27 March 2011

Live. Nude. Notes.

Nothing is more exciting than hearing all about a conference you're not at...am I right? You're in luck, then, as I have things from Saturday to share with you. So, sit a little closer and I'll whisper in your ear.

But first, a teaser. I've been thinking about the following question: What is the role of a conference in today's educational landscape? We know that single-shot PD events don't lead to significant change. These are expensive events (as my bank account gently weeps...), so only one or few people from an institution can attend---and many times, they don't even see the same sessions. Why bother?

I think the answer to the question comes down to relationships: a foundational aspect of the classroom and making things happen in education. I have read lots of stuff by Thomas Guskey and Carol Ann Tomlinson---but there is something fundamentally different about sitting in a room where they are speaking and sharing. The accent of their voice and they way they deliver their patter...how they communicate their information when they are the ones in control. No editors. No filters. Just ideas in the buff. It's very seductive. But beyond that is the conversations that get generated. I had so many quickie discussions with people in hallways (and at the bar)---all focused on what we'd seen and heard and how it stimulated our thoughts. Speakers at a conference are not an end point: they are the beginning of beautiful relationships.

I will whip out more ideas to share later. But here is a basic rundown of my Saturday---with links to download my notes from each session. They are messy, to be sure. It's not easy to take neat notes while sitting "airline style" in rows of chairs. I also have electronic versions of their handouts/slides for most of the sessions.

So without further ado, here are my live nude notes:
  1. I started with Trent Kaufman's Beyond Regrouping and Reteaching: Using Data to Dramatically Improve Instruction. The session was a bit of a bust. I got the impression that the presenter really didn't understand how standardized tests get put together and why this is not the data you should be using for classroom level decisions. I think he also missed the boat on impacts to individual student learning when we regroup and reteach. I'll come back to this later. Click here for ppt.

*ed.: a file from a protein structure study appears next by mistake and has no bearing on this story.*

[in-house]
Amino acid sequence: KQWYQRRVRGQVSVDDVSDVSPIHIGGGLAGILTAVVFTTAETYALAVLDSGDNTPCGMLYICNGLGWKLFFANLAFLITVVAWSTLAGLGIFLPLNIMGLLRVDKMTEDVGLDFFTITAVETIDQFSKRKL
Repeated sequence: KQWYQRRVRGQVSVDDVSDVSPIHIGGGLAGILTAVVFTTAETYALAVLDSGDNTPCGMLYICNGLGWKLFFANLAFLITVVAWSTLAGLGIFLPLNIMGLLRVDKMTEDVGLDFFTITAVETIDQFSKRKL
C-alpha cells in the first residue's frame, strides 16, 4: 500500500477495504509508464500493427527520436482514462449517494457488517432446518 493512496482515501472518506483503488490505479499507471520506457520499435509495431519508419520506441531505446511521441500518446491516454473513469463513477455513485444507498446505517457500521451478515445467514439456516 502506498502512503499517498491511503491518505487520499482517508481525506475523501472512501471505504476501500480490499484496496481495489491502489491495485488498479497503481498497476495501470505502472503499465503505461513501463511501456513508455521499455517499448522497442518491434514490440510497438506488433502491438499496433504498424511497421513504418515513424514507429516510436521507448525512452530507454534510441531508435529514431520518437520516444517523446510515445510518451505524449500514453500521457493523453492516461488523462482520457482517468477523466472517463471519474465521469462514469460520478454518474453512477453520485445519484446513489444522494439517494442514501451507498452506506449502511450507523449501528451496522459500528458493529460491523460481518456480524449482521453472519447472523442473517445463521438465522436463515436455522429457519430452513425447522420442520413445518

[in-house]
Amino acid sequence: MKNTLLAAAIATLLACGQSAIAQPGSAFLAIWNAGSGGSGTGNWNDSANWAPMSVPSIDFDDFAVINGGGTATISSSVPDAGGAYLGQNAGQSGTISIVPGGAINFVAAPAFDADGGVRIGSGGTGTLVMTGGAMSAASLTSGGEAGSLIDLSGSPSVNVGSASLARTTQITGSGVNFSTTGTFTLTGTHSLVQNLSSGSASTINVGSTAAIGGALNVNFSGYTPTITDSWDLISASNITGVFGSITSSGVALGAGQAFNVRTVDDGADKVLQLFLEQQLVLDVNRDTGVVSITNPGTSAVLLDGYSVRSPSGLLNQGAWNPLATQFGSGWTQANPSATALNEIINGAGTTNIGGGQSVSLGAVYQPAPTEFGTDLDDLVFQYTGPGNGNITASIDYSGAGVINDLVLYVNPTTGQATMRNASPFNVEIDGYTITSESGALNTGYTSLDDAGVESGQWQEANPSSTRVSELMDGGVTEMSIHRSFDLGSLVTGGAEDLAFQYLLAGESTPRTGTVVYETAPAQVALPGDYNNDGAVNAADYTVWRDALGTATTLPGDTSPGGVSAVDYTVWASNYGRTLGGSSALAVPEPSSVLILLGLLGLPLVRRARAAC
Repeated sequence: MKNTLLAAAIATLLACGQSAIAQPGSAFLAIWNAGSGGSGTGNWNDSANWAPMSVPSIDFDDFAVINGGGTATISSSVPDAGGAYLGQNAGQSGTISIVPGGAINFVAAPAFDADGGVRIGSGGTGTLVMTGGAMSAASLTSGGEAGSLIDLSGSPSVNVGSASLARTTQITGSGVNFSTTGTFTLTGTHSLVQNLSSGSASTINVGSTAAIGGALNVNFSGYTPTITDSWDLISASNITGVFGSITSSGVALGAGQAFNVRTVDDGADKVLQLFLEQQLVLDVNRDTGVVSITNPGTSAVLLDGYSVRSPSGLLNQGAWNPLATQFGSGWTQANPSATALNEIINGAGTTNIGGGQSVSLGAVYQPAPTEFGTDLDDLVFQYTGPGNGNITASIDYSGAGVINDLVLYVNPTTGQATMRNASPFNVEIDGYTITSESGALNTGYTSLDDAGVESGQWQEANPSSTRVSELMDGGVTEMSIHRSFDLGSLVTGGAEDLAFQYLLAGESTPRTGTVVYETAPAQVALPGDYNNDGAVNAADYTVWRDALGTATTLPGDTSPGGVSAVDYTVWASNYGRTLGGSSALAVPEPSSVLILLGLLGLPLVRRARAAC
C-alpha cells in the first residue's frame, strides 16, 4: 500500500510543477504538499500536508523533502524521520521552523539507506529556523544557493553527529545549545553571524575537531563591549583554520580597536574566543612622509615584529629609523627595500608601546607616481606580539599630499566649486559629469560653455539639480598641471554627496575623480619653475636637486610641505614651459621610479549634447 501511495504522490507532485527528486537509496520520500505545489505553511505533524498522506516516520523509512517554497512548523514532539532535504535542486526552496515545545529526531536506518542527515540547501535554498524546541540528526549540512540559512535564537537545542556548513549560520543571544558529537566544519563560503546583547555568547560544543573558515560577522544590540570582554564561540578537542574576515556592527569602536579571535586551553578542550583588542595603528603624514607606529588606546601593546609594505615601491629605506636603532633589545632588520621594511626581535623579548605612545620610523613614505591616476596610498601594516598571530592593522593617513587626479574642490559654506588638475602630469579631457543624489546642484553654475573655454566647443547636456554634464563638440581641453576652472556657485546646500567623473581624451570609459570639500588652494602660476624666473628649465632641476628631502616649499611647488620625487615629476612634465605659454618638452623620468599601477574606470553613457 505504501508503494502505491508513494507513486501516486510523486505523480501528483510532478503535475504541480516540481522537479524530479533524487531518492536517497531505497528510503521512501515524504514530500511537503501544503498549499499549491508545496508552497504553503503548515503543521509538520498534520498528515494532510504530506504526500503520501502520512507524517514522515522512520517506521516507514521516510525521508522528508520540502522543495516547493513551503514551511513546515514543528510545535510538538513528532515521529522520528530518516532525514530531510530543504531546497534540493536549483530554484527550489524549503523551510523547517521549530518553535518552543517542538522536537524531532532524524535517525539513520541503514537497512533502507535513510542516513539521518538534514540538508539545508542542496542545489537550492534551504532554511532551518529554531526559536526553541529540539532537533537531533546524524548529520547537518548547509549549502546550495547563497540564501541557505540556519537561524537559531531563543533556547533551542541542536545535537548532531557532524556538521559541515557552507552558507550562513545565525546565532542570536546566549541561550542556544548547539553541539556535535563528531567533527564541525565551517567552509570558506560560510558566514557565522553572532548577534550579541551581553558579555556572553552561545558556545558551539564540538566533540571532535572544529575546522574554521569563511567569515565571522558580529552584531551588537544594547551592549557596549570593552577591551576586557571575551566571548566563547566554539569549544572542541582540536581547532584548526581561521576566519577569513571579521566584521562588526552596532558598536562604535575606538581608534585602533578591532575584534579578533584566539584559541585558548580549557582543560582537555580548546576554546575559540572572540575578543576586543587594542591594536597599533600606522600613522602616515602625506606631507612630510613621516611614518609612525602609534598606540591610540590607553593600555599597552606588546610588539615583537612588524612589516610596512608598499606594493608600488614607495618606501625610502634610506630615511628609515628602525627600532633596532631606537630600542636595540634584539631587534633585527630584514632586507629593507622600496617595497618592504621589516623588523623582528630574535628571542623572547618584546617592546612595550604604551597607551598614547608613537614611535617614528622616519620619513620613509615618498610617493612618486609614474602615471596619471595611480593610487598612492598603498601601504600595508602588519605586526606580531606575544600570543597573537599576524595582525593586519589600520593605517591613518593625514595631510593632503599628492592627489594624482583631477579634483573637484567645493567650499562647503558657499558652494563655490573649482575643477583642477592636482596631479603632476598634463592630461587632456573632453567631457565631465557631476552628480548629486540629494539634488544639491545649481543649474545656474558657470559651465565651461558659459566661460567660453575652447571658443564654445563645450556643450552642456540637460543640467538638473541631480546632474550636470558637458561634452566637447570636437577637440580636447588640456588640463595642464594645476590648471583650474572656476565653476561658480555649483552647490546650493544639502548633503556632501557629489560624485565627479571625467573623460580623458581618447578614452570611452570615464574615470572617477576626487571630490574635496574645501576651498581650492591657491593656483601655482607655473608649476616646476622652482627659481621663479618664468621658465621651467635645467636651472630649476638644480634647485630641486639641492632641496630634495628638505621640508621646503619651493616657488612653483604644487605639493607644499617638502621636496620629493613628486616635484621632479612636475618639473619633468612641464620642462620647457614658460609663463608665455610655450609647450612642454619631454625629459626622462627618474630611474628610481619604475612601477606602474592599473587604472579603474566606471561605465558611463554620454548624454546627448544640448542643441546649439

2. I snuck out of the first session and into Laura Greenstein's Assessing 21st Century Skills. I did pick up a couple of golden nuggets here. If there was anything from yesterday to take back home and directly insert into my job, it came from this session. This was another presenter, however, that made me a little nervous about some of the messages that were portrayed widely. Click here for pdf of presentation and Word file of handout.
  3. After lunch, I started with Thomas Guskey (swoon) in Fair and Meaningful Grades for Exceptional Learners. Not much new here, if you've been around standards-based grading for very long, but still well-grounded info to share. The exceptional learners piece can be really tough to navigate. Click here for pdf of presentation.
  4. I moved over to Carol Ann Tomlinson's Differentiating Instruction and 21st Century Skills. I was incredibly impressed to watch her manage a room of 1400 people. Srsly. Again, I'm not sure that I heard anything new, but I really did get a different perspective on differentiation. Behold, the power of conferences. Click here for pdf of presentation.
  5. I ended my day in Jen Orr's session on Collaboration through Technology for Assessment Information. If you read Jen's blog, then you probably have a good idea of the strategies used in her classroom. There is something magical in seeing the information presented. I did audio record this session and will give Jen the link, but for now, visit her post about the session for resources. The session was a great "bookend" to the one I started the day with. Jen provided some very concrete examples of collecting and reflecting upon classroom level data---and how to use it for regrouping and reteaching.
Lots more experiences for me to share from Saturday, but they will have to wait. I need to finish getting ready and get out the door for Sunday's events. Time to put this post to bed.  :)


polly said...

Hi Tara,
this is my first ASCD conference, and I'm enjoying it. Biggest conference I've ever attended in my 26 years of teaching.
I agree with you that actually seeing/hearing the people whose work one has read over the years is a thrill.
I attended Regie Routman's session yesterday morning at 8. Brought me to tears. Her work with schools/teachers is real, valid, consistent, and the opposite of one-shot PD.
Conference was worth it just for that. Am looking forward to seeing Judy Willis (again, saw her at Learning and the Brain conferences) and Linda D-H.

Best to you,

Hugh O'Donnell said...

Almost like I'm there! Almost... :)

Thanks for the notes, SG!

karen said...

Good post. Thanks. I too have been thinking about the role of conferences and how much $ is spent on them. They don't really model the best PD strategies and yet so many districts spend a lot of their PD budgets on them. We're going to be doing a discussion group on this at ISTE in June. If you'll be there (yes, I know...another conference), I'd love to have you join us.